In very severe cases, your dog may require veterinary hospitalisation so they can receive intravenous fluids and appropriate medications. If the gland is extremely infected, your vet may even recommend the surgical removal of the damaged or infected glands. This is why mastitis in dogs needs to be treated as soon as possible. If your vet advises that it’s safe for your puppies to feed, ensure they are being weighed regularly to make sure they are receiving enough milk. It’s possible that, if your bitch is in a lot of pain, she may be unable to nurse sufficiently or her ability to produce milk may reduce. If this happens, or if medication or infection prevents your pups from feeding, your vet may recommend hand feeding high-quality formula or supplemental nutrition – if you would like more advice on puppy feeding, it’s best to speak to your vet.

Luckily, the prognosis for mastitis in dogs is normally good, and a full recovery is often possible with prompt, correct treatment.

Mastitis in dogs prevention

In many cases, mastitis in dogs can be prevented with some simple hygiene tips, these include:

  • Keeping your dog’s environment and whelping box clean
  • Ensuring all teats are being used to nurse puppies by moving your puppies around to ensure they aren’t feeding from one teat a lot more than another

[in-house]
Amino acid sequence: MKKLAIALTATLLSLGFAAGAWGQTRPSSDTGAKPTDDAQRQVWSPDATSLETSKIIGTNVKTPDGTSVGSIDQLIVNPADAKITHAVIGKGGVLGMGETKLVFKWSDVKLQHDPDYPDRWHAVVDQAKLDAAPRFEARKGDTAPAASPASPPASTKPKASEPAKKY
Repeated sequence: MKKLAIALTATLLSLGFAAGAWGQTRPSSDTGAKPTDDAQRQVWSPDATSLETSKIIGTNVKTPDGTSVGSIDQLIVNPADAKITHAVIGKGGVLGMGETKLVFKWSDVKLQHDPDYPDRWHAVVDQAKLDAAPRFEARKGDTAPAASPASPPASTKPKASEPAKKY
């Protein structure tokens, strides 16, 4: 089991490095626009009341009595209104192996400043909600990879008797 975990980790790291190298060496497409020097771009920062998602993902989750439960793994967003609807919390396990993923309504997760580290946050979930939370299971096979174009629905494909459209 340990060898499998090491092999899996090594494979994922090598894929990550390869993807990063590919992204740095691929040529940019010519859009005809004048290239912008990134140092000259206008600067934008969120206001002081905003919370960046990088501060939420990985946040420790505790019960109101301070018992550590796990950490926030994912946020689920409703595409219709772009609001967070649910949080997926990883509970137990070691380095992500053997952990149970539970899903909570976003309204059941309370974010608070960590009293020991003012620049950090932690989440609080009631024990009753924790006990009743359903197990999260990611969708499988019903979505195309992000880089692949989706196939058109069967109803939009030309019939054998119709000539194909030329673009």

• Keeping puppy’s nails clipped at the tip to avoid skin scratches. Make sure you don’t cut them too short, as this can be painful or cause bleeding – if you’re unsure how to clip you puppy’s nails, it’s best to ask a veterinary professional for advice
  • Keeping your dog’s skin clean, by clipping any excessive hair and rinsing skin with warm saline twice a day, ensuring to pat dry after. There are also some antiseptic washes that are suitable for dogs and safe for use in cases of mastitis, but always check with your vet before using these
  • Use warm or cold compresses (wrapped in a cloth so they’re not too cold and uncomfortable for you dog) for up to 20 minutes to help to reduce any inflammation.

That’s our guide to mastitis in dogs, the signs to watch out for and the most common treatment and prevention methods. Want to find out more about other conditions in dogs?? Read our guide to lymphoma in dogs, next.